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|Title: ||Kiwifruit flower pollination : wind pollination efficiencies and sprayer jet applications|
|Authors: ||Hii, Michael J. W.|
|Issue Date: ||2004|
|Abstract: ||There has been a move in the kiwifruit industry to pollinate by machine, allowing orchardists flexibility in timing, and other advantages. The traditional pollinators, bees, are unreliable and are susceptible to diseases such as the varroa mite. No measurements have been done on the efficiency of single-flower collection of pollen and the influence of airjet characteristics, to put this activity on a firm quantitative basis. For predictive purposes, a robust model of pollen behaviour around a single Green kiwifruit flower (Actinidia deliciosa) was built in this study by using a commercial computational fluid dynamics (CFD) package. The theoretical study first looked at the wind pollination of flower buds at different opening stages. Within the range of draft velocity recorded in the orchards, stigma are predicted to capture more pollen in a wind approaching from the front than from the side and back. Also, the pollen deposition on stigma increases as the bud opens wider and loses its petals. An estimation based on the predicted pollen collection efficiency indicated that wind pollination alone is insufficient to produce a minimum exportable fruit, which is in agreement with the observations reported in the literature. The question whether kiwifruit is a wind-pollinated plant is also discussed. Experimental checks of the modelling were carried out. Visualization of flow paths around a real kiwifruit flower in a wind tunnel compared well with the CFD predictions.
The machine pollination employs a jet of air. CFD simulations of pollen-loaded air jets were carried out to study the effect of different jet-nozzle configurations, namely the jet direction onto the flower, nozzle-to-flower distance, diameter of nozzle and initial jet velocity. A frontal spray gives the most efficient pollen delivery to the stigma. Further gain is accomplished by introducing the pollen cloud closer to the flower, from a smaller nozzle and at higher initial jet velocity. These trends, except for that of nozzle size, have been validated experimentally through the pollen spraying of single real kiwifruit flower in the laboratory. Recommended ways of airjet spraying are suggested based on the CFD results. From the stigma collision efficiency, it is more advantageous to apply pollen when most of the flowers have lost their petals.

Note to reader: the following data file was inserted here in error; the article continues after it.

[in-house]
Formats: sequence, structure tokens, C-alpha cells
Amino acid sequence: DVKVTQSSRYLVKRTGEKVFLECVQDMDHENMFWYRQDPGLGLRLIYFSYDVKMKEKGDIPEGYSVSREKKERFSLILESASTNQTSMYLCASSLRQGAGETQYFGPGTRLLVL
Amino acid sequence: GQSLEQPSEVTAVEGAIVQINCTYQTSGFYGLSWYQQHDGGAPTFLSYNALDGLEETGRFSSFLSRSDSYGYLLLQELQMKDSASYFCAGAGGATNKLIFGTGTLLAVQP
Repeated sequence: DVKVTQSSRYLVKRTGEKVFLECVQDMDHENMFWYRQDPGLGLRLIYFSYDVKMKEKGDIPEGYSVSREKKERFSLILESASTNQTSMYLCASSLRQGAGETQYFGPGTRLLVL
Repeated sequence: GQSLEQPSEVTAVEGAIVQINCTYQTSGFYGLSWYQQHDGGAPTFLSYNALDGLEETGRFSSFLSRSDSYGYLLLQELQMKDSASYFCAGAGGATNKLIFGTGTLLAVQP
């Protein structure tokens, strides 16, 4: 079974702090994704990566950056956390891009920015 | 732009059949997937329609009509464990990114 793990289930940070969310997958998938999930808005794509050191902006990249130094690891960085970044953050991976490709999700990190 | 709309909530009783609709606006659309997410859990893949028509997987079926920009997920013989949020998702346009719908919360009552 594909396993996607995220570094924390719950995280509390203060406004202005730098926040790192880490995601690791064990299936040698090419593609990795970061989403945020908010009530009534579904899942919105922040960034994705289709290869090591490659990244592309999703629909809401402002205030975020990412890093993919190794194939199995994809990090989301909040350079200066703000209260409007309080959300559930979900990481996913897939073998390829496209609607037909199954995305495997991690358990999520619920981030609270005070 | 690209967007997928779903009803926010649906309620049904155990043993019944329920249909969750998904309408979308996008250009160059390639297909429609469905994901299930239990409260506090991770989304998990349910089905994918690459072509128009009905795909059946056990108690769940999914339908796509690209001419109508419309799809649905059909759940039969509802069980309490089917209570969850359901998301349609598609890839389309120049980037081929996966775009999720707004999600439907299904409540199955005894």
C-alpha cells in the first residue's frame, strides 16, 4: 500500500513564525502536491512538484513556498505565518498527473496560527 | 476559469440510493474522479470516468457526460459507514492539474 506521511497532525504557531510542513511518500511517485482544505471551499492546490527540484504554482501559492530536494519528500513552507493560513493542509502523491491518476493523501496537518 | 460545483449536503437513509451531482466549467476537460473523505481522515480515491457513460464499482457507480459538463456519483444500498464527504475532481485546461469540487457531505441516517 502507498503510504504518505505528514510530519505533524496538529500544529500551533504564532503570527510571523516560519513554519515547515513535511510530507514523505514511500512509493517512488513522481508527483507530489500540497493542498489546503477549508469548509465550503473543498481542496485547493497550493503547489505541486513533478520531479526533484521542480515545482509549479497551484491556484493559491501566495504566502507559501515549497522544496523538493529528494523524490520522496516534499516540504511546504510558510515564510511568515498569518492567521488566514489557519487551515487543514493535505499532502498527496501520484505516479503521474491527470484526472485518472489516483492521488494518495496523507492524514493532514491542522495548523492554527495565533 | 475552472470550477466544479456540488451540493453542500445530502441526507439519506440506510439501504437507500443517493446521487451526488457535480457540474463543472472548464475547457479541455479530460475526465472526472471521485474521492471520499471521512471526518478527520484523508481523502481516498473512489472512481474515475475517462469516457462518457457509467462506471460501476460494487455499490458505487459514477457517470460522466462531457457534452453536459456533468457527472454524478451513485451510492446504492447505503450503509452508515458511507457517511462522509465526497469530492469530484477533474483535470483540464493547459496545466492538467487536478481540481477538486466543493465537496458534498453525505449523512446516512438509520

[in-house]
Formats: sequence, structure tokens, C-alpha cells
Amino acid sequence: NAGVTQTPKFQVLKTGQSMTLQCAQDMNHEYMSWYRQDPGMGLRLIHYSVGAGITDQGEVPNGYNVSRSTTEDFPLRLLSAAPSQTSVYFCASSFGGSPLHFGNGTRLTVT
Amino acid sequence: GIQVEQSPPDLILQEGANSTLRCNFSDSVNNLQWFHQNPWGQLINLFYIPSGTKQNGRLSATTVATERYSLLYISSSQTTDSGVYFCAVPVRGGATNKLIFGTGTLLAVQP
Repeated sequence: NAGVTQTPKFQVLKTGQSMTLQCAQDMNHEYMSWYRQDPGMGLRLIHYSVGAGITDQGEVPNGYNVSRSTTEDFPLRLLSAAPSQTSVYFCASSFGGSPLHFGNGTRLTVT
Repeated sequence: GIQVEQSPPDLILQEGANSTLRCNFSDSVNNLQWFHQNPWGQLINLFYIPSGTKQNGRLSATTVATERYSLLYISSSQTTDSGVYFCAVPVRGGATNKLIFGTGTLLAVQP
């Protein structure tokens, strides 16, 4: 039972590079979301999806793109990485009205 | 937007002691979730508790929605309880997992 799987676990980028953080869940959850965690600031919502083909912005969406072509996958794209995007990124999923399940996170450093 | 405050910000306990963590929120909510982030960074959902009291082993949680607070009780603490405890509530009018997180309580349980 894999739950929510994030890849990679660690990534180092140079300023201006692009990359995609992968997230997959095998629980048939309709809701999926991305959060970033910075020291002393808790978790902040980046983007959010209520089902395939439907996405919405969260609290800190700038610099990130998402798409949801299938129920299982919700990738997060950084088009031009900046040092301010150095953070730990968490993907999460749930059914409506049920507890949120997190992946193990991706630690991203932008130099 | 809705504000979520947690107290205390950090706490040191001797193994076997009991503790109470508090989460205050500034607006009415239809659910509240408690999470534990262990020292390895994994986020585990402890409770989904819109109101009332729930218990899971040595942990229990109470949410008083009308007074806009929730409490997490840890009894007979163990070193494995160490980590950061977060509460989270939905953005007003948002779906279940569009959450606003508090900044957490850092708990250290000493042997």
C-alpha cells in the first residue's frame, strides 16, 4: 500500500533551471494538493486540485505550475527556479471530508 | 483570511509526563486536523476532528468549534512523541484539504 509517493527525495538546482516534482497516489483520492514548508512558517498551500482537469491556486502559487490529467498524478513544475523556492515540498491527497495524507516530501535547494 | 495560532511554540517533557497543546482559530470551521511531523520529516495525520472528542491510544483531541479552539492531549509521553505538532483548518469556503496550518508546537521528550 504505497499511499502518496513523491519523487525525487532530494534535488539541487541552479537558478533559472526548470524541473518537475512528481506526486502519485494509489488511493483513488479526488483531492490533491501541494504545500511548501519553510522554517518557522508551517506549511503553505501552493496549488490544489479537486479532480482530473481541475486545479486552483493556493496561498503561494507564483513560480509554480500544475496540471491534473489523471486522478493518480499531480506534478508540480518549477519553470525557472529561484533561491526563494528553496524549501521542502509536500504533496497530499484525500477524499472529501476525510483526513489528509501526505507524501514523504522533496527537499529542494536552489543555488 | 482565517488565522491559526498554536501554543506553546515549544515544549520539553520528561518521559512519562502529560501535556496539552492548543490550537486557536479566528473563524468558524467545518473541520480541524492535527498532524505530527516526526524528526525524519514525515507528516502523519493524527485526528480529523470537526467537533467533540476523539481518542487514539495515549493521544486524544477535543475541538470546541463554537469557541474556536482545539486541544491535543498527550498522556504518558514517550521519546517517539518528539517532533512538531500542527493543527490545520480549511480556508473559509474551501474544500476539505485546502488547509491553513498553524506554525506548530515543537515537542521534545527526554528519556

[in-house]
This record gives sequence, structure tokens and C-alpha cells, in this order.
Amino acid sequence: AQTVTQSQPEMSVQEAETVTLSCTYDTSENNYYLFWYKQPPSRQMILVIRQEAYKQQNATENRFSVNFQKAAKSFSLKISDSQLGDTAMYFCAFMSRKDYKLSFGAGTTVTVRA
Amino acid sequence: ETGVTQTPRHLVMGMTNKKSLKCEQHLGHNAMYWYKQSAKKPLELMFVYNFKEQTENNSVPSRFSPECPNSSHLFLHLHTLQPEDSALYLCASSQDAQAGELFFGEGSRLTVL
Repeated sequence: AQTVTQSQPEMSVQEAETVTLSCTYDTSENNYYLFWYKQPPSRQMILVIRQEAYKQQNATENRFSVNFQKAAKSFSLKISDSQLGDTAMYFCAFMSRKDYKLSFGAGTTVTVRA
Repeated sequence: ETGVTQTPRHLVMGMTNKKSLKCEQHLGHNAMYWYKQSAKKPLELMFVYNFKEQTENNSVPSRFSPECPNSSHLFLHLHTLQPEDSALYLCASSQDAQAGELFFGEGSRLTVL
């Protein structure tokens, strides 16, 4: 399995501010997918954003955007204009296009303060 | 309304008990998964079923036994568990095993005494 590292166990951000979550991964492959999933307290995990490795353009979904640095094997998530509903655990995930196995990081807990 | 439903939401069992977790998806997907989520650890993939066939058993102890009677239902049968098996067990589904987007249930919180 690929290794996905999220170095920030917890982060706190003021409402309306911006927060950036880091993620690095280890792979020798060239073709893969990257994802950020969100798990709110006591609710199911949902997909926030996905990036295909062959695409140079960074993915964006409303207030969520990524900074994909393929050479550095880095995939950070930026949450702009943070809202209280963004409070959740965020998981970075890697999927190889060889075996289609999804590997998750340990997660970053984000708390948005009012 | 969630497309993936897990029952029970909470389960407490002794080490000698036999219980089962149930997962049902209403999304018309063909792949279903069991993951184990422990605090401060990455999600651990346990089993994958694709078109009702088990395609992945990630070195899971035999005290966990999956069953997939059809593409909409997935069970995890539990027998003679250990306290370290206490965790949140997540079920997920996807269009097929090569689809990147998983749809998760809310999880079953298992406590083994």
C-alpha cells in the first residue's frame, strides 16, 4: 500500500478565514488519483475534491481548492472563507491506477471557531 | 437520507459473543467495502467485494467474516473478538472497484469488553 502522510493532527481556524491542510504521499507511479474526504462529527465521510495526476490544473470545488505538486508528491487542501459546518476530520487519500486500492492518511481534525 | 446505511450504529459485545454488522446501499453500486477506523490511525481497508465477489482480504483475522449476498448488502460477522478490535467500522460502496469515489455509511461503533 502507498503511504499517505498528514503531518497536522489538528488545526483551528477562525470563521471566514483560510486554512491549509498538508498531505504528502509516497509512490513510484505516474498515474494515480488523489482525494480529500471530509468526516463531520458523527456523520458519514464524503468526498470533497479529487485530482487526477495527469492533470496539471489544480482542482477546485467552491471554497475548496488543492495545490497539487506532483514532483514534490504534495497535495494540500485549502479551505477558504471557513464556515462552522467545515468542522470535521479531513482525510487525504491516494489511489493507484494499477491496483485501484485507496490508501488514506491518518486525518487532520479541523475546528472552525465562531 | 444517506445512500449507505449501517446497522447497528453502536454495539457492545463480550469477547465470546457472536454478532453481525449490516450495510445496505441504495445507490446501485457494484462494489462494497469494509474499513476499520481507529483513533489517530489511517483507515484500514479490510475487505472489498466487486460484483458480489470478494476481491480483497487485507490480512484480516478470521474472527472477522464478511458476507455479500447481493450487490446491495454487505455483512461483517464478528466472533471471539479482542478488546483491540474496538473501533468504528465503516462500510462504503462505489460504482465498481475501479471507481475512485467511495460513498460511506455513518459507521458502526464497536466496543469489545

Additional inclusion of an electrostatic influence into the pollen-loaded air jet simulations indicate that corona charging, but not tribo-charging, gives enhanced pollen collection by the stigma. The enhancement depends on the strength of electric field established between the nozzle and the flower. The spraying tests with tribo-charged pollen in laboratory indicated that an improved pollen collection may be possible with a greater charging of pollen. The benefit however was not realized consistently in all experimental conditions.
The simulations assumed complete stickiness i.e. complete capture of pollen by the stigma on collision. This study also measured the force necessary to remove pollen in contact with stigma. The stickiness measurements of the stigma of Gold and Green kiwifruit flowers found that both flowers have equally sticky stigma. Stickiness increased with the aging of flowers. A reason is proposed related to the sugar in the exudate film. Overall, the variation of stickiness was statistically insignificant during the day. However, some older stigma were found to be stickier in the afternoon, which is in contrast to the general view that stigma are stickier in the morning. The gain in stickiness by the older stigma supports the recommendations for carrying out machine pollination after the petal fall.
The last section of the work was done in an orchard, and studied the characteristics of large jet spraying (without pollen) at the T-bar and pergola trained vines. Recommendations on the designs of jet have been provided.|
|Publisher: ||University of Canterbury. Chemical and Process Engineering|
|Degree: ||Doctor of Philosophy|
|Rights: ||Copyright Michael J. W. Hii|
|Rights URI: ||http://library.canterbury.ac.nz/thesis/etheses_copyright.shtml|
|Appears in Collections:||Theses and Dissertations|
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